Director Bert I. Gordon (nicknamed Mr. B.I.G.) was at the helm of some of the most creative and innovative sci-fi and horror films of the last century. Gordon wrote and directed such great B-movies as The Food of the Gods, Empire of the Ants and The Amazing Colossal Man. In 1960, Gordon made Tormented, his take on a simple ghost story. While not as well known as his other films, Tormented is still a big feather in Gordon’s cap.
Tormented is about a jazz pianist named Tom Stewart (played by Richard Carlson from Creature From the Black Lagoon and It Came From Outer Space) who is about to get married to a woman named Meg (Lugene Sanders) on the island where he lives. Unfortunately for him, his ex-girlfriend Vi (Juli Reding) shows up to attempt to stop the wedding. While arguing in a lighthouse on a cliff above the ocean, Vi accidentally breaks through a railing and teeters over the crashing waves below. Tom has a chance to save her, but lets her fall to her death. For the rest of the film, Vi’s ghost haunts Tom in various ways ranging from taunting him with her voice to stealing his future wife’s wedding ring with her disembodied hand. To add to Tom’s problems, the boatman who brought Vi to the island shows up and, knowing that Tom has somehow been responsible for Vi’s disappearance, tries to extort money from him. Tom is tormented both by human and supernatural forces in the days before his wedding and, because no one else can see or hear Vi’s spirit, he wonders how much of the stress and strife is real and how much of it is in his head.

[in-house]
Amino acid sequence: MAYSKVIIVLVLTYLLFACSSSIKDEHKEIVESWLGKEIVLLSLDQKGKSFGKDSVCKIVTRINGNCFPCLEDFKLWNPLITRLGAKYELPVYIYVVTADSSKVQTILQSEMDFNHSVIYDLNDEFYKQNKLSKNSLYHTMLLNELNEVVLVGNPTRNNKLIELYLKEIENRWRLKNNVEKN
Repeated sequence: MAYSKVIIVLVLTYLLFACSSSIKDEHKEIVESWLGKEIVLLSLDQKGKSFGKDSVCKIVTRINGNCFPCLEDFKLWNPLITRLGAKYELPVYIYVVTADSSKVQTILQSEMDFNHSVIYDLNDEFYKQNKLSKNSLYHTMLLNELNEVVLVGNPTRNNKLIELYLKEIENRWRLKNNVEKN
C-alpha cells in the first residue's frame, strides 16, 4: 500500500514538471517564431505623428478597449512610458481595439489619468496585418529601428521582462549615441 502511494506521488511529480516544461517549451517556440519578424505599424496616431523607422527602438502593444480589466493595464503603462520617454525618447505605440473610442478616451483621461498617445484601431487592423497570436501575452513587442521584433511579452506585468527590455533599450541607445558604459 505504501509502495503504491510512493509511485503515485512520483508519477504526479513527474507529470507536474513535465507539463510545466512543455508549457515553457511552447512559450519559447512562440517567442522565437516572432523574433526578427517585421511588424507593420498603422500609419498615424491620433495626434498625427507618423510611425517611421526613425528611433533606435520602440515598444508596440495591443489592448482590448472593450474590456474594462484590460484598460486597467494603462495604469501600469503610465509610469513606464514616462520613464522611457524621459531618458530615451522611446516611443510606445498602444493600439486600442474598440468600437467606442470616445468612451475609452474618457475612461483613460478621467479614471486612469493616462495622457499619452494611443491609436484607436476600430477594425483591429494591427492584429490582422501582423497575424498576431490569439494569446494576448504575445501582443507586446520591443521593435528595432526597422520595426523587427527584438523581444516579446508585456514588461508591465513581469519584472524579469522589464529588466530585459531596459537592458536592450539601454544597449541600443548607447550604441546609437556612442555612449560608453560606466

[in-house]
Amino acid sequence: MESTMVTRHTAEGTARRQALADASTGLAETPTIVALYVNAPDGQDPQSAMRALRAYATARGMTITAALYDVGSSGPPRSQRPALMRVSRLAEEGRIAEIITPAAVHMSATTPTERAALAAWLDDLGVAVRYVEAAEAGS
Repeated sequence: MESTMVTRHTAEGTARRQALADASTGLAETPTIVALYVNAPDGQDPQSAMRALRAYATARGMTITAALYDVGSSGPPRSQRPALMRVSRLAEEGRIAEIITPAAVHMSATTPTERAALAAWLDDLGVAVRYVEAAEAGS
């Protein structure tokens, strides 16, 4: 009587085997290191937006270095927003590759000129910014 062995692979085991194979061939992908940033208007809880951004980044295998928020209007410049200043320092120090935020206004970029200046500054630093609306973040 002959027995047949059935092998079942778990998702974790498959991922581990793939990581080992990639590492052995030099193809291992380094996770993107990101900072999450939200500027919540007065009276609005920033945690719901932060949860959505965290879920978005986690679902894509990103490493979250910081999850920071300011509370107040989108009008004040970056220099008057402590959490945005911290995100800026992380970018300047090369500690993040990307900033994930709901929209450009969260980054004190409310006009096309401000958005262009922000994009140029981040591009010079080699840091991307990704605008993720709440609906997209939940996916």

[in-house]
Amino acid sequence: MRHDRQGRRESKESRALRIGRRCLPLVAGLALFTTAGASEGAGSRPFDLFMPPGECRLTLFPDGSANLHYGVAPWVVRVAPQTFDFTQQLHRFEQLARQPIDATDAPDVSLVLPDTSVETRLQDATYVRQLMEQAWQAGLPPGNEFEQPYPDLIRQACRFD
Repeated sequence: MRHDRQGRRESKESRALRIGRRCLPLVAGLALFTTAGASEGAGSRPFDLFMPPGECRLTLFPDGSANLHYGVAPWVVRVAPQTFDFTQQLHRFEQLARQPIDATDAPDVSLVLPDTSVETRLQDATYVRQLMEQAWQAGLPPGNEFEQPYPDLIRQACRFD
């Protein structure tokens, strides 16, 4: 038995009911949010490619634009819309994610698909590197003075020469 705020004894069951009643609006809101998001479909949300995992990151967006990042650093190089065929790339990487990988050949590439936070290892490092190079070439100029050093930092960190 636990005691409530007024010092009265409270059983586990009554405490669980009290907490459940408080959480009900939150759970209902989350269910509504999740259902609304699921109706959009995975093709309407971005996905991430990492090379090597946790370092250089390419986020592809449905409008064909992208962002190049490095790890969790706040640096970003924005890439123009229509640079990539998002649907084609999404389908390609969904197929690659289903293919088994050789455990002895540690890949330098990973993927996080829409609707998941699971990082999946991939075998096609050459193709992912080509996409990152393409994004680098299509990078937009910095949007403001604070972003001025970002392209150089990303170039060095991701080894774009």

The visual effects in Tormented are dated, even by 1960’s standards, but they fit right in with Gordon’s B-movie history. For example, in one scene Tom carries Vi’s body out of the ocean and sets it on the beach. Before his eyes it turns to seaweed. The effect is accomplished through stop-motion time lapse, putting more and more seaweed on the body until, finally, the body is completely replaced by the vegetation. It’s classic horror cinematography, and it fits perfectly with the look and feel of the film. The ghost scenes are all double-exposure shots, so that Vi’s body is a transparent overlay on the rest of the frame. There’s another scene where Tom is talking to Vi’s bodiless head (achieved through image projection on a prop head) and the effect looks like something from the ‘Haunted Mansion’ at Disneyland. Gordon uses his filmmaking experience to find camera tricks that bring his ghost to life, and he comes up with textbook results.
The script for Tormented is marred by corny dialogue and unlikely situations, but the film is saved by its believable acting. Carlson leads a great cast that turns an otherwise flawed script into a fun movie. Gordon cast his daughter Susan, already a television veteran, as Meg’s little sister Sandy, a fairly important character in the plot of the film. Tormented also features Joe Turkel (Lloyd from The Shining) as the blackmailing boatman and Lillian Adams (from Magnolia and Bruce Almighty) as a blind housekeeper. The experienced cast transforms the uneven script into a very watchable movie.
Tormented doesn’t have many genuine scares, just a lot of creepy moments. It’s an eerie trip into the world of vengeful spirits and resentful ghosts that is more fascinating than frightening. As far as bad movies go, Tormented is one of the best.